We first raised our concerns over the totem pole class gift proposal in an email, and we thank you for your response, as well as your openness to discussion. In that spirit, we have decided to respond through an open letter in order to facilitate public dialogue about cultural appropriation and the lack of awareness about Indigenous peoples on our campus.
As we wrote in our email, we welcome the idea of a class gift celebrating the first five generations of Sciences Po Reims. We also welcome your desire to raise awareness about Indigenous peoples’ ongoing situations and cultures. We do not believe, however, that a totem pole will serve this cause. Neither will a placard explaining the innocence of our intentions.
We are not asking you to limit our campus to the colonizers’ experience, but we all take part in and benefit from that experience by default. Before we can claim to extend our representation to the Indigenous experience, we must recognize this and make efforts to understand their cultures in a respectful manner.
There are many different ways to raise awareness about Indigenous issues. Asking a French artist to design a sculpture resembling Indigenous totem poles from the Pacific Northwest, with the use of symbols from nations that have oppressed the very people you claim to defend, is not a culturally sensitive way to do this. Creating interest and respect for Indigenous cultures can be done without altering the symbolic value of their cultural objects. Organizing a lecture series about the intersectionality and variety of Indigenous experiences, exhibiting works (such as totem poles) of Indigenous artists, or advocating for the creation of courses dedicated to the study of Indigenous cultures and societies are all better ways of countering our collective lack of awareness.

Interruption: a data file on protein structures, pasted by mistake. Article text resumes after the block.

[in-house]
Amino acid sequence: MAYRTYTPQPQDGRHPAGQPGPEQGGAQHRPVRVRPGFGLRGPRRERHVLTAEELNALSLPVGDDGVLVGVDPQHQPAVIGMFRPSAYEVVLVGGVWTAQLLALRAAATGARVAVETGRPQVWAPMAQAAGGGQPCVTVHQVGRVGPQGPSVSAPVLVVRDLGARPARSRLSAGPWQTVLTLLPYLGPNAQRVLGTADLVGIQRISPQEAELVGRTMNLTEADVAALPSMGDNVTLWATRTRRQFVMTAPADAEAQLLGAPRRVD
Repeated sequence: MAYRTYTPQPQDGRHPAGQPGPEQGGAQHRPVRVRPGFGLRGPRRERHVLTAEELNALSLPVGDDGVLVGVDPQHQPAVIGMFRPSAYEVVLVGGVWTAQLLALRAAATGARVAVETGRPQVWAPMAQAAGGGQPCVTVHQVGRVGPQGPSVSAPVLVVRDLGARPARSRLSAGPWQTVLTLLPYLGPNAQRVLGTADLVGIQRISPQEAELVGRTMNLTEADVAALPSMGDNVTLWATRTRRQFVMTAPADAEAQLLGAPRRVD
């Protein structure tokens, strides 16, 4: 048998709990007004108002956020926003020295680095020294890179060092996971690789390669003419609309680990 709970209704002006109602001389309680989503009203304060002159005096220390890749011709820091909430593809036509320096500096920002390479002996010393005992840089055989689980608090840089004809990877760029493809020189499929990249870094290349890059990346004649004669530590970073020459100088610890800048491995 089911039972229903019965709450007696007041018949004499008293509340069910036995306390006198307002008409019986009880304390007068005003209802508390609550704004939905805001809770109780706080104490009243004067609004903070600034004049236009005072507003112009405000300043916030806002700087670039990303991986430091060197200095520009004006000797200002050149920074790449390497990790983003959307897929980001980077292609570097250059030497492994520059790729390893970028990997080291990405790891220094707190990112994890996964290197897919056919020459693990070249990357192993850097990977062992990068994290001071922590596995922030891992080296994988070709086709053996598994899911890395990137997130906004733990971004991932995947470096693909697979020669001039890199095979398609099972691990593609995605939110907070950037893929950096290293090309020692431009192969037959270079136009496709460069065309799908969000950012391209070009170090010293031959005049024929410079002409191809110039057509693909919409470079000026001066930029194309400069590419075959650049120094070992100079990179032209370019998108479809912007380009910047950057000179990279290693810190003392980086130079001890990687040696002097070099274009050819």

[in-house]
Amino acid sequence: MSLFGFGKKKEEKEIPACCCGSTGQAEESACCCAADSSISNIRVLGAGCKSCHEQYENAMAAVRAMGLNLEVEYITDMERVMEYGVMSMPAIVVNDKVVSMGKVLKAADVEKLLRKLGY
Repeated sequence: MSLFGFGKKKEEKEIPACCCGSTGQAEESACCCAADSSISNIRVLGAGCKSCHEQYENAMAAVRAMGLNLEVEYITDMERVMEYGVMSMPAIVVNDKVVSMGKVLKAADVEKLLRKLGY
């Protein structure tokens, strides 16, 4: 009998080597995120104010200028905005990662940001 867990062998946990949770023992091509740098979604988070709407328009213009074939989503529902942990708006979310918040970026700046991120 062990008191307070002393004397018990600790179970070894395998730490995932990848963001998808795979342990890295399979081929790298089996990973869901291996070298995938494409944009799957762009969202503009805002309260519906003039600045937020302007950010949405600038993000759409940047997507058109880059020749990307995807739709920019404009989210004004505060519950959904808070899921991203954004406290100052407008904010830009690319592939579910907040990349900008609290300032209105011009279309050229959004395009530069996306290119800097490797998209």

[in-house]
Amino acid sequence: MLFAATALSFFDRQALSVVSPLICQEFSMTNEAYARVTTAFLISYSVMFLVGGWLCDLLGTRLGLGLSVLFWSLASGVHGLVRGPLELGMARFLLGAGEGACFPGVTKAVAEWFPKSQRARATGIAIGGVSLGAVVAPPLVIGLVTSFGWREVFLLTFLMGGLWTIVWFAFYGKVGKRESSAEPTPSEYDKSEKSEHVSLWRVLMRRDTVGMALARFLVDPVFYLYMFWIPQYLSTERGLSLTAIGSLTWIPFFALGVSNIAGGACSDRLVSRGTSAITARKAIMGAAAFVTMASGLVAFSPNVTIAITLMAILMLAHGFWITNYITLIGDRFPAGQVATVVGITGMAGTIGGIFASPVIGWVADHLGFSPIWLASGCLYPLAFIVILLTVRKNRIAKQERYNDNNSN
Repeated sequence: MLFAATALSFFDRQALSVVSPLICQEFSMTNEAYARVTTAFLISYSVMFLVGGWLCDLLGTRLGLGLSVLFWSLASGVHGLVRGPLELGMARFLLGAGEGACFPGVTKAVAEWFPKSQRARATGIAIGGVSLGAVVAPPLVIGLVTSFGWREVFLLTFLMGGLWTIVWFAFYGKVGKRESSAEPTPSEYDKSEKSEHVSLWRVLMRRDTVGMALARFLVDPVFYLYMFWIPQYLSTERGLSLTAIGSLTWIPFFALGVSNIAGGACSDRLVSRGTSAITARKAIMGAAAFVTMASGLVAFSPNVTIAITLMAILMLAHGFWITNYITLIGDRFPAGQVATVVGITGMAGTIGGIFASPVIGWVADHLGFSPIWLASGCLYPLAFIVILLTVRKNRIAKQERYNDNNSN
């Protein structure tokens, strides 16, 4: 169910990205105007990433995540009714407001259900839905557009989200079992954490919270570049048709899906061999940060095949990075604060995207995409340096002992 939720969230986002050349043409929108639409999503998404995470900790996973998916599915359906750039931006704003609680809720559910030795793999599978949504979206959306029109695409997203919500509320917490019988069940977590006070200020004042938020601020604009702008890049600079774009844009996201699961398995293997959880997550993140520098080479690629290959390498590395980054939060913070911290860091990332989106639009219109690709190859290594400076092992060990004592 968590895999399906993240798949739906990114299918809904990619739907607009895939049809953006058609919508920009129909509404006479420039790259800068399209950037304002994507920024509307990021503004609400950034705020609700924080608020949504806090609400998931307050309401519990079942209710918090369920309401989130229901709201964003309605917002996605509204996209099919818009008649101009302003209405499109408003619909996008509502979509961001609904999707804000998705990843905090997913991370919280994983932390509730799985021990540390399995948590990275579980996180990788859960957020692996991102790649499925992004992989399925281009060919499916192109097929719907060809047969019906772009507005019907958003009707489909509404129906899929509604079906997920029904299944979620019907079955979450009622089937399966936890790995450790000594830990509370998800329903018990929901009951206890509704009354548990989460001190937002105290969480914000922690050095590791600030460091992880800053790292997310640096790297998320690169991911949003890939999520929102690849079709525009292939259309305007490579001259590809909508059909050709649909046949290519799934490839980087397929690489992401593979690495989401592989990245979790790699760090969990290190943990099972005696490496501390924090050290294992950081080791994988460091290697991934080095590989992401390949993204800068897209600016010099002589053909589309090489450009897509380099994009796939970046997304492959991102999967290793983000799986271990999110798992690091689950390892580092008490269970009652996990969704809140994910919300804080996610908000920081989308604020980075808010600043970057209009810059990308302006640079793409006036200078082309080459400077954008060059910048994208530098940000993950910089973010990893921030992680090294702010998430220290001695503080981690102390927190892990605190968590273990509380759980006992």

Once it became apparent that this issue was creating tensions within the student body, the vote should have been postponed so that students could read more about cultural appropriation and why it is problematic, in order to stimulate a more educated discussion and decision. Nevertheless, we hope it is not too late to encourage such a step now. We also recognize that we cannot personally speak for Indigenous peoples. Therefore, we recommend this article explaining the problems of appropriation from their point of view: Appropriation of the Totem Pole by Robin R. Gray, available on the Intellectual Property Issues in Cultural Heritage website.
You are right in saying that Sciences Po Reims should aim to reflect the entirety of the North American continent. We should leave our campus with increased awareness and understanding of Indigenous cultures and experiences. But appropriating Indigenous cultural objects, even if well-intentioned, sorely contradicts this aim.
Katherine Chou, Marina Najjar, Victoria Pullen, Floriane Poncet, Anaïs Coulon, Bénédicte Léger
Gray’s article can be found here : http://www.sfu.ca/ipinch/outputs/blog/appropriation-month-first-nation-totem-poles